Monday, December 9, 2013

My Power Hammer Depth Stop


Last week I made the elements for two console tables which required forging 1” square bar, breaking the corners and drawing a taper about a foot in length between the upper part of the leg down to a 1” foot.  To ensure that all eight were quite similar I used an adjustable depth stop on the spare tire power hammer.

The tool consists of a tang of 1” square tube which fits into the left-hand die socket on the power hammer; the 9/16” round slide shaft with with 1/8” x 2” x 8” flat bar stop arm; a 3” piece of pipe guide tube which closely fits the slide shaft and has a T-handle welded bolt/nut screw lock; and a 6” piece of 1/4” pipe which is a cheater pipe for tightening the T-handle screw onto the slide.  The tang also has a T-handle welded bolt/nut screw lock to hold the cheater bar securely when the jig is stored.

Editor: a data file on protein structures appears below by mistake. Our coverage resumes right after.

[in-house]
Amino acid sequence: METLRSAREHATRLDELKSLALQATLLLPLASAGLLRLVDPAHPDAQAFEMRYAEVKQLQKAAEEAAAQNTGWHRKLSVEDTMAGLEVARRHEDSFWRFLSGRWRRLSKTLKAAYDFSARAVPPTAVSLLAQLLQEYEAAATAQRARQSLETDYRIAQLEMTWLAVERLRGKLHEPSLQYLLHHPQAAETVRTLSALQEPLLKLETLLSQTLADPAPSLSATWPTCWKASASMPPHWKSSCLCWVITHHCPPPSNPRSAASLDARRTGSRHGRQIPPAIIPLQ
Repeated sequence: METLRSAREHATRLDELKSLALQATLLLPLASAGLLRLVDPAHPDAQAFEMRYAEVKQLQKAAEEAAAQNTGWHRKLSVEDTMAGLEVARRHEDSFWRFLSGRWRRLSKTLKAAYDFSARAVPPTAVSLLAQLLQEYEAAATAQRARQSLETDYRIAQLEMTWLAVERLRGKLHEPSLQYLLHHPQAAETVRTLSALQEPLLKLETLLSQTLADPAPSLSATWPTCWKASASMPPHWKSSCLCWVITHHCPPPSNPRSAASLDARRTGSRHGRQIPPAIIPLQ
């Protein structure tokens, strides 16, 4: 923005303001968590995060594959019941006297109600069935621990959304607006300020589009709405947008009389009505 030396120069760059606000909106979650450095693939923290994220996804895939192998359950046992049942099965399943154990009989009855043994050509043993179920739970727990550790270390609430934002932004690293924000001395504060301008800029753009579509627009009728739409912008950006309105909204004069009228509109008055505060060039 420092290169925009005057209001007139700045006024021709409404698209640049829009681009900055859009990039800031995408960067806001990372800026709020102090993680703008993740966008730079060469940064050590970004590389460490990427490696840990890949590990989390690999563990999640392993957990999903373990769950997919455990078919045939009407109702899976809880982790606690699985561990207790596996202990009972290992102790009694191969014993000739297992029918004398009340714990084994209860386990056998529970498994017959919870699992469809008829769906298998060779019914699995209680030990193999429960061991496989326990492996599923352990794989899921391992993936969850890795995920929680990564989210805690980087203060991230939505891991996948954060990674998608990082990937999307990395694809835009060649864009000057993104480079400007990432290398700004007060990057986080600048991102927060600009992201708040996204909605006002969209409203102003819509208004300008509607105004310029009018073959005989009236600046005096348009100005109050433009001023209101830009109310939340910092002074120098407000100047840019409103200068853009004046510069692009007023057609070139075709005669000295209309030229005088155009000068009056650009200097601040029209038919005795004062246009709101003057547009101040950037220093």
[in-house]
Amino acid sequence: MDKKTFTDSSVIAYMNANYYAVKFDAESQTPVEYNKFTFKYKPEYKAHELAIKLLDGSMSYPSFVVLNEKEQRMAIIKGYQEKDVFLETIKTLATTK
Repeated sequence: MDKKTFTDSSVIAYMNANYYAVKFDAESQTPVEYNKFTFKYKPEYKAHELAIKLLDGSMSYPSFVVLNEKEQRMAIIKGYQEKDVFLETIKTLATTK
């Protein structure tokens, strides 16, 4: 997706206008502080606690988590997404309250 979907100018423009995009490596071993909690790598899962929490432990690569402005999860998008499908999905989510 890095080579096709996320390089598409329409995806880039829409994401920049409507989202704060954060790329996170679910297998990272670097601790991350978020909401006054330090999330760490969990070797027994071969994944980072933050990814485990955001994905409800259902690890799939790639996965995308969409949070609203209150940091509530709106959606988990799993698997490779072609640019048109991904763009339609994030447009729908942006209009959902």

When forging the legs, I first broke the corners giving them a noticeable chamfer.  Then I set the depth stop as short as possible to isolate the foot and used a 5/8” thickness stop in the right-hand die socket.  After all eight feet were forged I set the depth stop to about 12” and worked from the foot up about 6” with a 3/4” thickness stop in place.  Finally, I removed the 3/4” depth stop and worked free-hand to smooth the taper transitions for a distance of about 12” from the foot.


If I was doing this an a pretty regular basis I probably could have done it all by eye and come out looking about the same but this assured it would go quickly and smoothly.  I didn’t want to mess one up because I was working with the last of my 1” square stock on hand.  I seldom stock more than 20’ of bar stock that large.  With short notice I can get it when I need it.

Cheater bar tightening the lock screw.
Depth stop set for the short work. 
Depth stop set for the long work.
The foot-leg taper.
Eight legs coming out of the tumbler.

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